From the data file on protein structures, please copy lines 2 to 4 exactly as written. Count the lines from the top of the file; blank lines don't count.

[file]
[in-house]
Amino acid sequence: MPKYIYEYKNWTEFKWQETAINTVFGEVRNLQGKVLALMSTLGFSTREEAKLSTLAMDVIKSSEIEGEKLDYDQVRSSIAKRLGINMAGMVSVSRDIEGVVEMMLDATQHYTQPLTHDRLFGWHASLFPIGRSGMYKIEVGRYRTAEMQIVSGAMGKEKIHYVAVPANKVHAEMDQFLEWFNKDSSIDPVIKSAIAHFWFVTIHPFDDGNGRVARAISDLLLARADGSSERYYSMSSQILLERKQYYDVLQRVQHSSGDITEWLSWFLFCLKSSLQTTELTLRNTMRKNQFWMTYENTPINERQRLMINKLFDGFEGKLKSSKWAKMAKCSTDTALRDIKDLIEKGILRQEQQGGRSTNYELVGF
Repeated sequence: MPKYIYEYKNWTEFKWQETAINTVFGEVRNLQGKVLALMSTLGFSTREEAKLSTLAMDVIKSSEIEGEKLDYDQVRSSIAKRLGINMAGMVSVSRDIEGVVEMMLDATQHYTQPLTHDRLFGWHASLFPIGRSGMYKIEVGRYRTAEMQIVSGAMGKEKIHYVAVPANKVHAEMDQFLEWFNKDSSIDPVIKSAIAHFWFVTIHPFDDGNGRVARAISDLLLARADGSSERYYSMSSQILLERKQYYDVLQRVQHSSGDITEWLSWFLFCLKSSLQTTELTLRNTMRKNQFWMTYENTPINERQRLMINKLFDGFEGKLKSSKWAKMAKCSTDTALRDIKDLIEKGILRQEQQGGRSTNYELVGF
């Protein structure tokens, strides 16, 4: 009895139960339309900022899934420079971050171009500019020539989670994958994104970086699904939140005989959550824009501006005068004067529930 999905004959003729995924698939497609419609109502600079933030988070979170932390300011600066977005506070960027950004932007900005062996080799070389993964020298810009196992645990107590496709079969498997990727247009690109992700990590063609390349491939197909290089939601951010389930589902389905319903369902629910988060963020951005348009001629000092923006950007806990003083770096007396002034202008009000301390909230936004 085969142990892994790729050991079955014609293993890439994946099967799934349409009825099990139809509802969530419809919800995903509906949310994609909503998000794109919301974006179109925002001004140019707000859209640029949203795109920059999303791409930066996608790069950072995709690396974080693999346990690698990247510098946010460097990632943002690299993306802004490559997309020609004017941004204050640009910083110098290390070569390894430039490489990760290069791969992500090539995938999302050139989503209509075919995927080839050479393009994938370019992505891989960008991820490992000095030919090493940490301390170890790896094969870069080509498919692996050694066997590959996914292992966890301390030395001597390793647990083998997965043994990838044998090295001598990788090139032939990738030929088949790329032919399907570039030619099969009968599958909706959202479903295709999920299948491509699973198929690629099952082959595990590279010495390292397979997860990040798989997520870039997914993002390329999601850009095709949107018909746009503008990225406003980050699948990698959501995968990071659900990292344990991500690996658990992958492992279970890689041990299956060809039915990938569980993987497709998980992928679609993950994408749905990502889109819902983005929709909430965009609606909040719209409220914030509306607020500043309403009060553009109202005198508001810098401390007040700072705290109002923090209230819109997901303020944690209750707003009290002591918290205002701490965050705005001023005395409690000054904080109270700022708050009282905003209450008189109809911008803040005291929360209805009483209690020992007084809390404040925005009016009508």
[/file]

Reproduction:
Amino acid sequence: MPKYIYEYKNWTEFKWQETAINTVFGEVRNLQGKVLALMSTLGFSTREEAKLSTLAMDVIKSSEIEGEKLDYDQVRSSIAKRLGINMAGMVSVSRDIEGVVEMMLDATQHYTQPLTHDRLFGWHASLFPIGRSGMYKIEVGRYRTAEMQIVSGAMGKEKIHYVAVPANKVHAEMDQFLEWFNKDSSIDPVIKSAIAHFWFVTIHPFDDGNGRVARAISDLLLARADGSSERYYSMSSQILLERKQYYDVLQRVQHSSGDITEWLSWFLFCLKSSLQTTELTLRNTMRKNQFWMTYENTPINERQRLMINKLFDGFEGKLKSSKWAKMAKCSTDTALRDIKDLIEKGILRQEQQGGRSTNYELVGF
Repeated sequence: MPKYIYEYKNWTEFKWQETAINTVFGEVRNLQGKVLALMSTLGFSTREEAKLSTLAMDVIKSSEIEGEKLDYDQVRSSIAKRLGINMAGMVSVSRDIEGVVEMMLDATQHYTQPLTHDRLFGWHASLFPIGRSGMYKIEVGRYRTAEMQIVSGAMGKEKIHYVAVPANKVHAEMDQFLEWFNKDSSIDPVIKSAIAHFWFVTIHPFDDGNGRVARAISDLLLARADGSSERYYSMSSQILLERKQYYDVLQRVQHSSGDITEWLSWFLFCLKSSLQTTELTLRNTMRKNQFWMTYENTPINERQRLMINKLFDGFEGKLKSSKWAKMAKCSTDTALRDIKDLIEKGILRQEQQGGRSTNYELVGF
């Protein structure tokens, strides 16, 4: 009895139960339309900022899934420079971050171009500019020539989670994958994104970086699904939140005989959550824009501006005068004067529930 999905004959003729995924698939497609419609109502600079933030988070979170932390300011600066977005506070960027950004932007900005062996080799070389993964020298810009196992645990107590496709079969498997990727247009690109992700990590063609390349491939197909290089939601951010389930589902389905319903369902629910988060963020951005348009001629000092923006950007806990003083770096007396002034202008009000301390909230936004 085969142990892994790729050991079955014609293993890439994946099967799934349409009825099990139809509802969530419809919800995903509906949310994609909503998000794109919301974006179109925002001004140019707000859209640029949203795109920059999303791409930066996608790069950072995709690396974080693999346990690698990247510098946010460097990632943002690299993306802004490559997309020609004017941004204050640009910083110098290390070569390894430039490489990760290069791969992500090539995938999302050139989503209509075919995927080839050479393009994938370019992505891989960008991820490992000095030919090493940490301390170890790896094969870069080509498919692996050694066997590959996914292992966890301390030395001597390793647990083998997965043994990838044998090295001598990788090139032939990738030929088949790329032919399907570039030619099969009968599958909706959202479903295709999920299948491509699973198929690629099952082959595990590279010495390292397979997860990040798989997520870039997914993002390329999601850009095709949107018909746009503008990225406003980050699948990698959501995968990071659900990292344990991500690996658990992958492992279970890689041990299956060809039915990938569980993987497709998980992928679609993950994408749905990502889109819902983005929709909430965009609606909040719209409220914030509306607020500043309403009060553009109202005198508001810098401390007040700072705290109002923090209230819109997901303020944690209750707003009290002591918290205002701490965050705005001023005395409690000054904080109270700022708050009282905003209450008189109809911008803040005291929360209805009483209690020992007084809390404040925005009016009508």